Listen to this devotional:
Listen while you read: "All Hail The Power Of Jesus Name"1 (Lyrics)
Discontent can be a destructive energy that harms us physically, emotionally, and relationally. It may be a symptom of ingratitude or an inability to accept one's lot in life — never having "learned to be content whatever the circumstances" (Philippians 4:11b NIV). At its root, one is shaking an angry fist at God, accusing Him of failing to satisfy one's expectations. This kind of discontent is self-centered and cynical, and can become vengeful. It turns its back on God. It pushes others away from God. It's unholy discontent.
There's also a holy kind of discontent, as author William Willimon suggests: "A holy kind of discontent seems to be fertile ground for God's prophets."*
What makes it holy? I say, it is holy because it keeps facing God. It empathizes with God's heart for humanity. It sees human fallenness from God's perspective. Holy discontent refuses to whitewash sin or deny anything that assaults God's character. It yearns for God's mercy on fallen humanity. It is expressed in prayerful weeping and pleading with God, even while resting contentedly in His promises.
Unholy discontent lacks mercy. It refuses to cooperate with God's lavish grace towards sinners. It leaves nothing but cold, dead emptiness. Unholy discontent may be the driving force behind pushy and noisy evangelistic zeal. It's a turn-off. It produces infertile and passionless Christianity.
Conversely, holy discontent ignites spiritual passion. It is propelled by divine love, which energizes people to partner with God in the formation of true and vibrant Christian living.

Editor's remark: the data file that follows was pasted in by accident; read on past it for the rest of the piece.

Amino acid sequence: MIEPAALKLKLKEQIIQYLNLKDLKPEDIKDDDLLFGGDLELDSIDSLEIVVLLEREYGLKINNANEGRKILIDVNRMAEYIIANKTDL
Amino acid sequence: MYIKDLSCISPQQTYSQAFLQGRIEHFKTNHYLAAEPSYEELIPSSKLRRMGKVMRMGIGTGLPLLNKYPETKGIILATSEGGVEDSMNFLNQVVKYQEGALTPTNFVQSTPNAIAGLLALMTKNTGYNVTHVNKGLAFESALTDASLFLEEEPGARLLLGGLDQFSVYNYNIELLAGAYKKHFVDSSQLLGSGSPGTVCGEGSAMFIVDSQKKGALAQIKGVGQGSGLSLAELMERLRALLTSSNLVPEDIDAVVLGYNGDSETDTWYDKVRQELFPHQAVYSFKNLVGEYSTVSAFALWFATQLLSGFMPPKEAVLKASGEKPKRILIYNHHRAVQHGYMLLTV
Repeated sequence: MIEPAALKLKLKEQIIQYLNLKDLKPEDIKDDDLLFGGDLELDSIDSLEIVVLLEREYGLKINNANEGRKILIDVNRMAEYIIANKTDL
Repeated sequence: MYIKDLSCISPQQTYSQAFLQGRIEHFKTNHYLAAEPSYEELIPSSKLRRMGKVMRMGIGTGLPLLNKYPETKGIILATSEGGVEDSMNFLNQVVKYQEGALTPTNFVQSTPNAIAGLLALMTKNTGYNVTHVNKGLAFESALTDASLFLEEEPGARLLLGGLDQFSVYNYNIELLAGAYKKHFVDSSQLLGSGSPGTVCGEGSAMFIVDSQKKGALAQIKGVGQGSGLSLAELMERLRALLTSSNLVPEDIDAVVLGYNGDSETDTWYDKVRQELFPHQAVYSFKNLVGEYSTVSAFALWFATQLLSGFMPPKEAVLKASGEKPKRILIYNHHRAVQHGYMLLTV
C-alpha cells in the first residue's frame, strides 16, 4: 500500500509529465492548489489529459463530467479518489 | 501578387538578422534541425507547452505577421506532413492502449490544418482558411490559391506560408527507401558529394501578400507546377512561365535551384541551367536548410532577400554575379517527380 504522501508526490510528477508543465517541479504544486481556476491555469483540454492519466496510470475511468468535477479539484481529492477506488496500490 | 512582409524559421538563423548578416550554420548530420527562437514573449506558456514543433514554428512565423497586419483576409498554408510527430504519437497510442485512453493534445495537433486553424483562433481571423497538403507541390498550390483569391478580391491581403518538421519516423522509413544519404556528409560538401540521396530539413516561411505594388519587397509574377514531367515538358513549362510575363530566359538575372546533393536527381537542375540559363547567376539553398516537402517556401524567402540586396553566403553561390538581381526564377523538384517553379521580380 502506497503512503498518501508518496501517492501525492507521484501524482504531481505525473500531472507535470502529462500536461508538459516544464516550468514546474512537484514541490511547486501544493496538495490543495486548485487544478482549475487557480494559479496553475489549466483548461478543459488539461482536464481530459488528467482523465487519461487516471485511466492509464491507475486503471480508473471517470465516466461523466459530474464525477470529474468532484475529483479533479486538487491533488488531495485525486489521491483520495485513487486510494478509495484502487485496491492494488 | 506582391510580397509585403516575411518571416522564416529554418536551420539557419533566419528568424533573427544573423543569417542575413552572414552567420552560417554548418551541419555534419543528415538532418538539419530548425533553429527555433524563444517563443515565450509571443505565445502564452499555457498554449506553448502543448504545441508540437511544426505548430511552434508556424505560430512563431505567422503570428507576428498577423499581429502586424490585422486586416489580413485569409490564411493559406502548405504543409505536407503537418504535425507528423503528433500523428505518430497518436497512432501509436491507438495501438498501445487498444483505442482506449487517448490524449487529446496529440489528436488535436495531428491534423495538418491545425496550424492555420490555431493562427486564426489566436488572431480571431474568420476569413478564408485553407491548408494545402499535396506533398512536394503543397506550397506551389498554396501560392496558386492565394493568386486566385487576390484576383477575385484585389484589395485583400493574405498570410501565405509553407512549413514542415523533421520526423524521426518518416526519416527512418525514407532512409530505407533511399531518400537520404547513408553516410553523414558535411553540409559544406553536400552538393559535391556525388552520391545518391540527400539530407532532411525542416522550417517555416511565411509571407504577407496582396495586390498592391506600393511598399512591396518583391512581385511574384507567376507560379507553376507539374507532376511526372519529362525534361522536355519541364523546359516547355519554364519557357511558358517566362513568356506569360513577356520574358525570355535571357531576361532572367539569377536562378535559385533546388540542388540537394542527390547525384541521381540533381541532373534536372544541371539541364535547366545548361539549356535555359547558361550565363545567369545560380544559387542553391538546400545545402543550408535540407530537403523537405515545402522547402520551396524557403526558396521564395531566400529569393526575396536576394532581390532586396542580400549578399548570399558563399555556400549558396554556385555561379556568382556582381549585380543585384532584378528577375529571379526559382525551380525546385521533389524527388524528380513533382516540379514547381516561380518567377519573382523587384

Do you see why holy discontent is "fertile ground"? It is life-producing! It flows out of life itself — God's life. It refuses to give up on God's enduring promises, even when circumstances look bleak and sin seems unabated. It allows one to stand firm, with spiritual eyes watchful and fixed on the bigger hope. This holy kind of discontent is seen in the prophetic writings in Scripture. That's why the biblical prophets can still inspire us today. The apostle Peter put it this way:
2 Peter 1:19 – And we have the word of the prophets made more certain, and you will do well to pay attention to it, as to a light shining in a dark place, until the day dawns and the morning star rises in your hearts. (NIV)
We may not be prophets; yet, like them, we will find ourselves distressed over the effects of injustice and evil, whether through civil authorities, social peers, church, family, or other. Discontent is natural. Yet, it is also natural to react out of strong emotions. Fear or anger may arouse our fight-or-flight instincts, and we become driven by grievance and a sense of moral superiority. Discontent is not our problem. It's the inability to see from the perspective of God's heart. We must learn to wait on the Lord, allowing Him to transform our reactionary tendencies into mature patience and restful trust. Those qualities will guide us towards wise choices in the presence of evil.
When affronted by human sinfulness the question is, "Which kind of discontent will rule my life: holy or unholy discontent?" May the following be our personal prayer:
Prayer: Lord, purge any root of unholy discontent in my heart and replace it with a holy kind of discontent. Work within me so that, even if You should require me to confront injustice and wrong, I will always be shining the beautiful light of Your Son into the brokenness. Amen.
* William H. Willimon, Pastor: The Theology and Practice of Ordained Ministry. Nashville: Abingdon Press, 2002, page 60.